US Trade Representative Susan Schwab said: "I emerge from these meetings with a real sense of optimism but also sense of realism about all the work ahead of us." She said that negotiators would now have to achieve a breakthrough that can convince Congress as well as US farmers that there is enough in the package for them. "It has to be more than a lowest-common-denominator deal that doesn't generate trade flows," she insisted, saying that the real debate on whether Congress would renew the President’s fast track negotiating authority would begin only once the outlines of a deal emerge. "What could be an amorphous debate about TPA would become a very focused debate about whether the United States is going to embrace a multilateral agreement that our trading partners are ready to embrace," she added. 

European Central Bank President Jean-Claude Trichet said that a failure of the Doha Round would be "a very big risk" to world growth in 2007, particularly for the EU. "Intra-EU trade is going fast. Extra-EU trade is going faster. The first danger is that the current trade round would not succeed," he explained. 

Brazil's Foreign Minister Celso Amorim said that he was ready to get down to business immediately. "If Pascal (Lamy) wants to lock us in a room and leave us until we have the numbers, I am ready to do that today or tomorrow," he joked, adding that he thought a breakthrough would be achieved by the end of March or early April and that definitive numbers could be agreed by the end of June. 

Egyptian Trade Minister Rachid Mohammed Rachid appeared less optimistic, saying: "This is the third Davos meeting of trade ministers in succession that has had the same talks and still nothing has happened." 

Brazil's President Luiz Inácio Lula da Silva also warned: "If we want to give a signal to the poorest countries that they will have a chance in the 21st century, the United States, the United Kingdom, France and Germany must make concessions," adding: “We have to get them to understand, or there will be no accord."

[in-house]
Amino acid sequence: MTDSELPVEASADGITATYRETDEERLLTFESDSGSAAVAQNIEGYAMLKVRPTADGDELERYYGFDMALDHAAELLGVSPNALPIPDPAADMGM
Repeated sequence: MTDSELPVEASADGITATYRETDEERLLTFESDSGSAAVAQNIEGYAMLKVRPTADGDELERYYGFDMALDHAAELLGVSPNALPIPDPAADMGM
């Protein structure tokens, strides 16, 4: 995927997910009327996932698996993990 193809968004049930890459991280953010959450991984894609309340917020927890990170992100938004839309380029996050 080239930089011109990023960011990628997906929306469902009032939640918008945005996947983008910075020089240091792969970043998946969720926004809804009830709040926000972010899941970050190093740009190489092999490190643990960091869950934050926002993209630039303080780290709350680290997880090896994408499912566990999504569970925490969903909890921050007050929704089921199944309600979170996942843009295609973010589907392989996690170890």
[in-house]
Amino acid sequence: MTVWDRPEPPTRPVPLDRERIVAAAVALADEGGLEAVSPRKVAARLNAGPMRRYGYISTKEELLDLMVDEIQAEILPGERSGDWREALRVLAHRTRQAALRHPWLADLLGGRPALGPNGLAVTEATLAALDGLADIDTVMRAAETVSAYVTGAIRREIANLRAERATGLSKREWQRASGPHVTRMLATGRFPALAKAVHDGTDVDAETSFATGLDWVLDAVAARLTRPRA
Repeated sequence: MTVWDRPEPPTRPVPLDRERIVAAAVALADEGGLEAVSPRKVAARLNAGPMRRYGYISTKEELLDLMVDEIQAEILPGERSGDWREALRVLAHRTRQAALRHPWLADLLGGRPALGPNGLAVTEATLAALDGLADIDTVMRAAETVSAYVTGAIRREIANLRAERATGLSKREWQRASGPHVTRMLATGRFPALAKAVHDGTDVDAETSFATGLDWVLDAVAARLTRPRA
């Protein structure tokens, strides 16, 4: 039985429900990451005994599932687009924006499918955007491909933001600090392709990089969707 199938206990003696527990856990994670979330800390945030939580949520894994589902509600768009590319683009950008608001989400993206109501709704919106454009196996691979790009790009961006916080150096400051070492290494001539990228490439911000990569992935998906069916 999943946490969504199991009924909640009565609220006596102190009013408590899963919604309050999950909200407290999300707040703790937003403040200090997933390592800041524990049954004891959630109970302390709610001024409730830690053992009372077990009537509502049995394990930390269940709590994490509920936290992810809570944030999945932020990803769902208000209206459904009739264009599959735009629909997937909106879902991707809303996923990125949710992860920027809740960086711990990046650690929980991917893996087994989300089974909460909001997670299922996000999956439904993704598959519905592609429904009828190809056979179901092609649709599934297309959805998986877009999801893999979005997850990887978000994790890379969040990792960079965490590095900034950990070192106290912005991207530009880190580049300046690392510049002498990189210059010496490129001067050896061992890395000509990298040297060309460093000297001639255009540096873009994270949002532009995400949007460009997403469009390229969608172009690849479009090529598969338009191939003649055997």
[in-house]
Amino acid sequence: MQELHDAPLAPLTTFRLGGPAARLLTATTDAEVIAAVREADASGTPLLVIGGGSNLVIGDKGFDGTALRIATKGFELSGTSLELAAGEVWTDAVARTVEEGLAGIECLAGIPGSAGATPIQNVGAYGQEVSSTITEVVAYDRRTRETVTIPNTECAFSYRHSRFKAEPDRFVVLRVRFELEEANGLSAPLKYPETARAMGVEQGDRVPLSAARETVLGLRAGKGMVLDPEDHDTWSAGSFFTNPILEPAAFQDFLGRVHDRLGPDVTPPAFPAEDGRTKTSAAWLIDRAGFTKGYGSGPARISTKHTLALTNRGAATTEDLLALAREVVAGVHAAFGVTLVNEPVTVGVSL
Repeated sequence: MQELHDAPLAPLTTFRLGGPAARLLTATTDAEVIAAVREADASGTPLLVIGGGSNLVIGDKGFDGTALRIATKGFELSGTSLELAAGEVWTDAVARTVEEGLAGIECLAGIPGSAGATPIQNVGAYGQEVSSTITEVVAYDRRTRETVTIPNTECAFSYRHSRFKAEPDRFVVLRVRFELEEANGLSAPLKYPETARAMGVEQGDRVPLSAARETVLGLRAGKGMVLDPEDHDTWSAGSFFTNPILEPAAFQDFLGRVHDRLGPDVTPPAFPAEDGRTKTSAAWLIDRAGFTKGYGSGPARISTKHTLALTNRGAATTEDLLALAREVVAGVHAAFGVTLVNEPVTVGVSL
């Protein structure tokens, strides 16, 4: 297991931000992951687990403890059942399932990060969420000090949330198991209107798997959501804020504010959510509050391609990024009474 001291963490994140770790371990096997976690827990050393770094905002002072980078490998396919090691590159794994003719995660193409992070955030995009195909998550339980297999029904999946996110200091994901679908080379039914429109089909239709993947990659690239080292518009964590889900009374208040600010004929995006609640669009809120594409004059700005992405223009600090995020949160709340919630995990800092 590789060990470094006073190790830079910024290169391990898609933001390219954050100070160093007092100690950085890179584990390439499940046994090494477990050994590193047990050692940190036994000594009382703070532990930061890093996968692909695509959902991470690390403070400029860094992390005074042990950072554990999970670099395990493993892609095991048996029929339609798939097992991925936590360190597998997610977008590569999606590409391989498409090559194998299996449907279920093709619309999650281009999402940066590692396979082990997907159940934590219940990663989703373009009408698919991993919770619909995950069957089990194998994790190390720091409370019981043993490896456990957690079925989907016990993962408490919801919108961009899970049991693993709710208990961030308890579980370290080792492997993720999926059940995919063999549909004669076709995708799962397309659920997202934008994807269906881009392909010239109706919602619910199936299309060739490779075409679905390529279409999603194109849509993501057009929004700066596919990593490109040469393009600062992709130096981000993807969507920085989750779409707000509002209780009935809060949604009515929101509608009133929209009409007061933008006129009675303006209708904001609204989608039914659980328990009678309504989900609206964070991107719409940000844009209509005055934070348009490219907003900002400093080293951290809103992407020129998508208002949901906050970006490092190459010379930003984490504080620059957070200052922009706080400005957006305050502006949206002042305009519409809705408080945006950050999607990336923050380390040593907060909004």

Aftab Alam Khan, head of ActionAid's trade campaign remains convinced that any deal will be bad for developing countries: "However the new talks are framed, poor countries will still be asked to throw open their economies in return for peanuts from the trade superpowers," he said, reiterating his call for them to "stay away from the negotiating table and resist pressure to sign up to a final deal that will only decimate jobs and exacerbate poverty". 

Trade ministers from 30 key nations agreed to restart multilateral trade negotiations frozen since July 2006, as they met on the sidelines of the annual World Economic Forum in Davos on 27 January 2007. 

The deadlock had been caused by the failure of EU and US negotiators to agree on the depth of cuts that should be applied to their agricultural tariffs and subsidies and by developing countries' subsequent refusal to open up their markets to industrial goods and services. 

  • 30 January 2007: US President George W. Bush will give a major address on economic policy, calling on Congress to extend the Trade Promotion Authority (TPA) for an extra year. 
  • 30 June 2007: Current US TPA expires. 
  • EURACTIV invites its readers to react to this story - what do you think the prospects are for a meaningful international trade pact? Please send your comments and reactions to: letters@euractiv.com  .